Review: Miss Peregrine’s Home For Peculiar Children (2016)
Director: Tim Burton
There is one thing you can guarantee with a Tim Burton movie. Eccentricity. Actually, there are a lot more things you can guarantee, darkness, imagination, creation, interesting characters. Most importantly you are almost always guaranteed entertainment. The debut novel from American author, Ransom Riggs, “Miss Peregrine’s Home for Peculiar Children” was right up his street. As much as the story suited the director, the director suited the story and the novel was blown open in a vivid portrayal of pure peculiarity, a perfect match for Burton.
Jake, is a young boy who for years has listened to the fantasy stories his grandfather Abe used to tell him. The stories were of a younger Abe that stayed at a children’s home in Wales during the Second World War run by a teacher called Miss Peregrine. The children who stay at the house are outcasts who all have supernatural abilities. When Jake turns 16, Abe starts suffering from dementia and the stories he keeps reciting soon become confused with the addled state of his mind. During one difficult phone call, Jake heads over to his Grandfather’s house. When he gets there he is nowhere to be seen and the house has been ransacked. Jake later finds his Grandfather in the trees surrounding his house with his eyes missing. He also sees figures in the shadows of those his Grandfather spoke of and then, with the last of his breath, he utters a warning to Jake.
Jake struggles to come to terms with the loss of his Grandfather and the relationship between his parents and him do not help the situation. Fuelled by the revelations, Jake is determined to head to Cairnholm in Wales to track down the whereabouts of the children’s home. Joined by his father, the pair travel to the remote part of the country and stay in the only hotel on the island. Jake tracks down the home, but discovers it was destroyed by German bombs during the war. His persistence gets the better of him and he meets some of the “peculiars” sent by Miss Peregrine who saw the pair travelling on a boat whilst in her bird form. They take him through a cave which is one of many “loops” situated in various situations. “Loops” are like holes where time can be manipulated. They are transported back to 1943, a time when the house was at its fullest, most radiant glory.
Jake meets the residents of the home. A girl who can create fire, a boy with bees in his mouth, a girl lighter than air who has to wear special lead shoes, a boy who is invisible and a girl with the strength of ten men, to name but a few. He also learns that their fates are not safe as they are hunted down by Mr. Barron, leader of a group called the “Wights”. Only a handful of them survived an experiment that turned them into huge monsters known as “Hollows” who feed of the eyes of children. These monsters can be seen by nobody, except Jake. Still, the Wights hunt the children down and vow to destroy the world.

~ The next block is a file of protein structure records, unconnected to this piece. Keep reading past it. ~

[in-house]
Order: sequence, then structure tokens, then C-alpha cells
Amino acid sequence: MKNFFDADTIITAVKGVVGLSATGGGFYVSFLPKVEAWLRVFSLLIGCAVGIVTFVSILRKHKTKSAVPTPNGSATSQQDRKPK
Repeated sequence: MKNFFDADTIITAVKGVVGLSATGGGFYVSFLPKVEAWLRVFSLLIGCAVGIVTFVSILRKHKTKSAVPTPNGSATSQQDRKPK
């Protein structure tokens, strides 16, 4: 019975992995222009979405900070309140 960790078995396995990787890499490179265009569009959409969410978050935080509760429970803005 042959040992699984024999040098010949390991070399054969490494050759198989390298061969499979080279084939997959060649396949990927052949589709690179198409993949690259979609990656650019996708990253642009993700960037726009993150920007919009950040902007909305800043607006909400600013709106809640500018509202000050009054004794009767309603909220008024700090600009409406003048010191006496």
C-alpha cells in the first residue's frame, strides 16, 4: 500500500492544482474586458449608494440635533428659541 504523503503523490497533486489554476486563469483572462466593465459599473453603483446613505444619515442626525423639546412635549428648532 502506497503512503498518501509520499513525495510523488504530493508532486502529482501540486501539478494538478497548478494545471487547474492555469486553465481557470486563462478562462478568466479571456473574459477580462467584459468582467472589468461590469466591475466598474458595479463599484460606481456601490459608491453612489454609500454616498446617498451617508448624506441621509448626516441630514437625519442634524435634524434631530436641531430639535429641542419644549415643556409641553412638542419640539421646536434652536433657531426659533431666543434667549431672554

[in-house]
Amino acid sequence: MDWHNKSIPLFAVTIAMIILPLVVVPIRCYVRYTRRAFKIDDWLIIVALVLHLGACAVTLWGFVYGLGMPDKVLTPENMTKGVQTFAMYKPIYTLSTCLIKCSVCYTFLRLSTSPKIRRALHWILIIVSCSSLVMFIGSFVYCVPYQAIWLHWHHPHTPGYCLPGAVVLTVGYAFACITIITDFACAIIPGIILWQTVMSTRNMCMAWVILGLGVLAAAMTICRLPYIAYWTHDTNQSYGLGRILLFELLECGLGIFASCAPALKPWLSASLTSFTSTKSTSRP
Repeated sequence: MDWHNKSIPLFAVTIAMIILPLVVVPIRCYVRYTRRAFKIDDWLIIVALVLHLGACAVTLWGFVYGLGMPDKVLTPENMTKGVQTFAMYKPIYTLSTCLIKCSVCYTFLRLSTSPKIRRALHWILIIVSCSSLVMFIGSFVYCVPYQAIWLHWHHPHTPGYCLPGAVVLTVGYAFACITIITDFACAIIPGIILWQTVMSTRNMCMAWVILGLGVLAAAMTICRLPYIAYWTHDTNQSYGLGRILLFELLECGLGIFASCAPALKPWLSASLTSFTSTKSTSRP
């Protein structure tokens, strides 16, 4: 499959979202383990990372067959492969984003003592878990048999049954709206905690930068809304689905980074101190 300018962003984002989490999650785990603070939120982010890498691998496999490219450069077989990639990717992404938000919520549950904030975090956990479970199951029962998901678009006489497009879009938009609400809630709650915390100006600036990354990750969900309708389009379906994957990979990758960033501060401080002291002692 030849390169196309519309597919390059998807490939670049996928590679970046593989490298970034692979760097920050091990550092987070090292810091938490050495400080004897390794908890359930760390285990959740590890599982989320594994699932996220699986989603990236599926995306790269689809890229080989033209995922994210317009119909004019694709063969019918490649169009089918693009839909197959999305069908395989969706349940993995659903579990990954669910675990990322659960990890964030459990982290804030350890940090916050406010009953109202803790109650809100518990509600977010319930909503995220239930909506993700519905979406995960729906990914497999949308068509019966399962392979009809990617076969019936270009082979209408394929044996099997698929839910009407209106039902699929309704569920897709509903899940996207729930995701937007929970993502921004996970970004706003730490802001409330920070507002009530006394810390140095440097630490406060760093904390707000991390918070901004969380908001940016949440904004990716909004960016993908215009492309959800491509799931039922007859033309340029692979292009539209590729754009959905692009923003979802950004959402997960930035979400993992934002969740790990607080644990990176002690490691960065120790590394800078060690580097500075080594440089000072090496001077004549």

The plot is very bulky and full of enticing information. It can also be tricky to understand, but the enjoyment of the movie will hold your attention, thus aiding you in understanding the story. The attraction of the movie from a British point of view was the revelation that some of the scenes would be filmed at Blackpool Tower (as they do in the book), soon social media was awash with images, particularly those of actor Samuel L. Jackson who often photographed himself in Blackpool and its surrounding locations.
Eva Green portrays the role of Miss Peregrine perfectly, with a mysterious air surrounding her and majestic prowess. Asa Butterfield (he of “The Boy in the Stripe Pajamas” fame) played Jake and played it well in a commanding lead role. Terence Stamp played Jake’s Grandfather, Abe and gave the role much mystery in his performance. The strength of the performance captivated in Stamp’s eyes that evoke such vivid beauty in his performance. You can still hear the echoes of his infamous “Come and kneel before Zod!” line as delivered in Superman 2. Samuel L. Jackson was the Mr. Barron complete with sharp teeth, white hair and eyes. An eerie, often terrifying role that often bordered on being a bit too “hammy” as much as I dislike casting any detriment toward him as I believe he is a fine actor.
The intrigue of the characters and the often dark spells of the movie add to the overall appeal. The imagination of Ransom Riggs combined with the imagination and creation of Tim Burton make this movie work. There are no end to the possibilities that have been dreamt up and that made every scene refreshing. It also added elements of suspense and uncertainty which gives the horror aspect of the fantasy story.
Posted on January 18, 2017, in Categories and tagged Blackpool, Blackpool Tower, Miss Peregrine, Miss Peregrine's Home For Peculiar Children, Peculiar, Ransom Riggs, Samuel L Jackson, Tim Burton, Wales. Bookmark the permalink. 1 Comment.